Muscarinic activation of transient inward current and contraction in canine colon circular smooth muscle cells Academic Article uri icon

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abstract

  • Muscarinic receptor mediated membrane currents and contractions were studied in isolated canine colon circular smooth muscle cells. Carbachol (10–5M) evoked a slow transient inward current that was superimposed by a transient outward current at holding potentials greater than –50 mV. Carbachol contracted the cells by 70 ± 2%. The effects of carbachol were blocked by atropine (10–6M), tetraethyl ammonium (20 mM), and BAPTA-AM (25 mM applied for 20 min). The inward current and contraction were not sensitive to diltiazem (10–5M), nitrendipine (3 × 10–7M), niflumic acid (10–5M), or N-phenylanthranilic acid (10–4M), but were gradually inhibited after repetitive stimulations in Ca2+free solution. Ni2+(2 mM) inhibited the inward current by 67 ± 4%. The inward current reversed at +15 mV. The outward component could be selectively inhibited by iberiotoxin (20 nM) or by intracellular Cs+. Repeated stimulation in the presence of cyclopiazonic acid (CPA, 3 µM) inhibited the carbachol-induced outward current and partially inhibited contraction. CPA did not inhibit the inward current. In conclusion, muscarinic receptor stimulation evoked a CPA-sensitive calcium release that caused contraction and a CPA-insensitive transient inward current was activated that is primarily carried by Ca2+ions and is sensitive to Ni2+.Key words: calcium, carbachol, smooth muscle, cyclopiazonic acid, sarcoplasmic reticulum.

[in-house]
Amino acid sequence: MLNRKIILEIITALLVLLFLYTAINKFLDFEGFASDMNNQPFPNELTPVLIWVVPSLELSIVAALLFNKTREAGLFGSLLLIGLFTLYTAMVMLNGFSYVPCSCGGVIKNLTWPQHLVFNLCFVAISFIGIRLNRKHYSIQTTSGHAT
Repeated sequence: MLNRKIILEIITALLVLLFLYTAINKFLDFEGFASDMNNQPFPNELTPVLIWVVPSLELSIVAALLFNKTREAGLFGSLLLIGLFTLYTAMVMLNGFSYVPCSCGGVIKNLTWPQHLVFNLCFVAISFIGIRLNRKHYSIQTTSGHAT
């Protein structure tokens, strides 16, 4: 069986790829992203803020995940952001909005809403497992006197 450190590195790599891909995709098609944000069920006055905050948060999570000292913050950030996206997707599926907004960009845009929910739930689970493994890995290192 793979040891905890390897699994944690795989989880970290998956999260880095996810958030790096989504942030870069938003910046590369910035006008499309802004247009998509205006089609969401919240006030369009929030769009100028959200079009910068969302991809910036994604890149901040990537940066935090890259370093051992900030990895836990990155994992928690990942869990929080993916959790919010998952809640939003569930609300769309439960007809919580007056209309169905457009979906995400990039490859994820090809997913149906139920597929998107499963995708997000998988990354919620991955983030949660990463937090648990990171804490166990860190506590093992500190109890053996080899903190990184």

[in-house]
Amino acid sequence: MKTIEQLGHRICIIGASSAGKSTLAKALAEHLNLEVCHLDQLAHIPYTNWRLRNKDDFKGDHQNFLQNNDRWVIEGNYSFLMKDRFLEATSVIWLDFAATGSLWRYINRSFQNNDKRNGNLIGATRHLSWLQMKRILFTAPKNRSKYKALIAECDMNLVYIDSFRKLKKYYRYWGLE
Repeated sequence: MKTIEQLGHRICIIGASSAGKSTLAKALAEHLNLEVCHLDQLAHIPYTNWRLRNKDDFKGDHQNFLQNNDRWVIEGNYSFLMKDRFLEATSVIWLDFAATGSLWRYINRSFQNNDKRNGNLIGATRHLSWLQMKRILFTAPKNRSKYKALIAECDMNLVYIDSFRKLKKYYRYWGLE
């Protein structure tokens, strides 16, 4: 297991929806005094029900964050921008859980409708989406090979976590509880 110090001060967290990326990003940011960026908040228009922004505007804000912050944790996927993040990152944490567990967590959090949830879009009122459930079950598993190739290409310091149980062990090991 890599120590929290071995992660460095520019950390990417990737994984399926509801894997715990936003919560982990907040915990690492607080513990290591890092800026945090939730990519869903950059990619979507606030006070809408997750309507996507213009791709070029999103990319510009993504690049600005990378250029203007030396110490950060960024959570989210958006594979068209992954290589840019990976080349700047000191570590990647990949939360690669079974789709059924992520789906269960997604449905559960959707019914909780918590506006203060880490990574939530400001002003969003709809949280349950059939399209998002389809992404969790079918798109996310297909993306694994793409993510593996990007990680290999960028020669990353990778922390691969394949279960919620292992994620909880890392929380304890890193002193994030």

publication date

  • January 1, 2001

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